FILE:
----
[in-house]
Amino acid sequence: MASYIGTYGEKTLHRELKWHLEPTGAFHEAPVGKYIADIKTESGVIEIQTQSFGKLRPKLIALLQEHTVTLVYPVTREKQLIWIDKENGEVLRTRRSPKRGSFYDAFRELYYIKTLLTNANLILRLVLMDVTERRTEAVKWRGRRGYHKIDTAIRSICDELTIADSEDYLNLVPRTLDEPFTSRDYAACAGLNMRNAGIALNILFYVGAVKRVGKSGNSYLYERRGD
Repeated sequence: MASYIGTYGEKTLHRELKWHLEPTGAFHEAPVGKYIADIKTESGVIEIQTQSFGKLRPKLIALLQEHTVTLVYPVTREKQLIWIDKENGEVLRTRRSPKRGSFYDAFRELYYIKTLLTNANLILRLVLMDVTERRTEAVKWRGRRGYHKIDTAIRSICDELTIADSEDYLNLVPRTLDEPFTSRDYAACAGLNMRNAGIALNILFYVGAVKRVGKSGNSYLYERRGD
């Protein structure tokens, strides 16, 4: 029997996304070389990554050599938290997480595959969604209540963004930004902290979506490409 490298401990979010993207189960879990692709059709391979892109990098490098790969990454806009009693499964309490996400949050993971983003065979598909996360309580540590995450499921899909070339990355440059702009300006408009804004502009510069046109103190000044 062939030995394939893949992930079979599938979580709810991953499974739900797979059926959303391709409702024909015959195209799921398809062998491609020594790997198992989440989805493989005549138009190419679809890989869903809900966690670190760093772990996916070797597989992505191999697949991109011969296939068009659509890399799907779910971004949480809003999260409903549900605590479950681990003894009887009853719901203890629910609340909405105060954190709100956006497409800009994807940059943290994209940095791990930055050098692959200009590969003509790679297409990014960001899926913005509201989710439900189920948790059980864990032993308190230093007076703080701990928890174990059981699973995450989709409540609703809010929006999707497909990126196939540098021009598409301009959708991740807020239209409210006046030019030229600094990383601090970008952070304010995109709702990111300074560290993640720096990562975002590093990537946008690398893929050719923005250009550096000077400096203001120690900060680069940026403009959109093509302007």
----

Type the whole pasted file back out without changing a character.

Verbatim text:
[in-house]
Amino acid sequence: MASYIGTYGEKTLHRELKWHLEPTGAFHEAPVGKYIADIKTESGVIEIQTQSFGKLRPKLIALLQEHTVTLVYPVTREKQLIWIDKENGEVLRTRRSPKRGSFYDAFRELYYIKTLLTNANLILRLVLMDVTERRTEAVKWRGRRGYHKIDTAIRSICDELTIADSEDYLNLVPRTLDEPFTSRDYAACAGLNMRNAGIALNILFYVGAVKRVGKSGNSYLYERRGD
Repeated sequence: MASYIGTYGEKTLHRELKWHLEPTGAFHEAPVGKYIADIKTESGVIEIQTQSFGKLRPKLIALLQEHTVTLVYPVTREKQLIWIDKENGEVLRTRRSPKRGSFYDAFRELYYIKTLLTNANLILRLVLMDVTERRTEAVKWRGRRGYHKIDTAIRSICDELTIADSEDYLNLVPRTLDEPFTSRDYAACAGLNMRNAGIALNILFYVGAVKRVGKSGNSYLYERRGD
């Protein structure tokens, strides 16, 4: 029997996304070389990554050599938290997480595959969604209540963004930004902290979506490409 490298401990979010993207189960879990692709059709391979892109990098490098790969990454806009009693499964309490996400949050993971983003065979598909996360309580540590995450499921899909070339990355440059702009300006408009804004502009510069046109103190000044 062939030995394939893949992930079979599938979580709810991953499974739900797979059926959303391709409702024909015959195209799921398809062998491609020594790997198992989440989805493989005549138009190419679809890989869903809900966690670190760093772990996916070797597989992505191999697949991109011969296939068009659509890399799907779910971004949480809003999260409903549900605590479950681990003894009887009853719901203890629910609340909405105060954190709100956006497409800009994807940059943290994209940095791990930055050098692959200009590969003509790679297409990014960001899926913005509201989710439900189920948790059980864990032993308190230093007076703080701990928890174990059981699973995450989709409540609703809010929006999707497909990126196939540098021009598409301009959708991740807020239209409210006046030019030229600094990383601090970008952070304010995109709702990111300074560290993640720096990562975002590093990537946008690398893929050719923005250009550096000077400096203001120690900060680069940026403009959109093509302007």